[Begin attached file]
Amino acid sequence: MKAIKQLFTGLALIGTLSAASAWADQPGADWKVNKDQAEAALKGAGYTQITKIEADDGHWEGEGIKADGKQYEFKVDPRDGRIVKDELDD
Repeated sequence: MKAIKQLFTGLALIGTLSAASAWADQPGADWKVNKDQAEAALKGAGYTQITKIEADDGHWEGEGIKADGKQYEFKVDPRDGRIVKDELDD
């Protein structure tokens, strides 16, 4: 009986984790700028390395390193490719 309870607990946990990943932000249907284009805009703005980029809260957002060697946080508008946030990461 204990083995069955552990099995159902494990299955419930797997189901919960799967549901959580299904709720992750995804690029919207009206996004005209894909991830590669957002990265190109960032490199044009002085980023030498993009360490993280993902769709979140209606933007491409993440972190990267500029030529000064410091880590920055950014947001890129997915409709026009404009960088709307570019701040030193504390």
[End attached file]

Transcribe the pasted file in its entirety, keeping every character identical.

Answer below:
Amino acid sequence: MKAIKQLFTGLALIGTLSAASAWADQPGADWKVNKDQAEAALKGAGYTQITKIEADDGHWEGEGIKADGKQYEFKVDPRDGRIVKDELDD
Repeated sequence: MKAIKQLFTGLALIGTLSAASAWADQPGADWKVNKDQAEAALKGAGYTQITKIEADDGHWEGEGIKADGKQYEFKVDPRDGRIVKDELDD
């Protein structure tokens, strides 16, 4: 009986984790700028390395390193490719 309870607990946990990943932000249907284009805009703005980029809260957002060697946080508008946030990461 204990083995069955552990099995159902494990299955419930797997189901919960799967549901959580299904709720992750995804690029919207009206996004005209894909991830590669957002990265190109960032490199044009002085980023030498993009360490993280993902769709979140209606933007491409993440972190990267500029030529000064410091880590920055950014947001890129997915409709026009404009960088709307570019701040030193504390």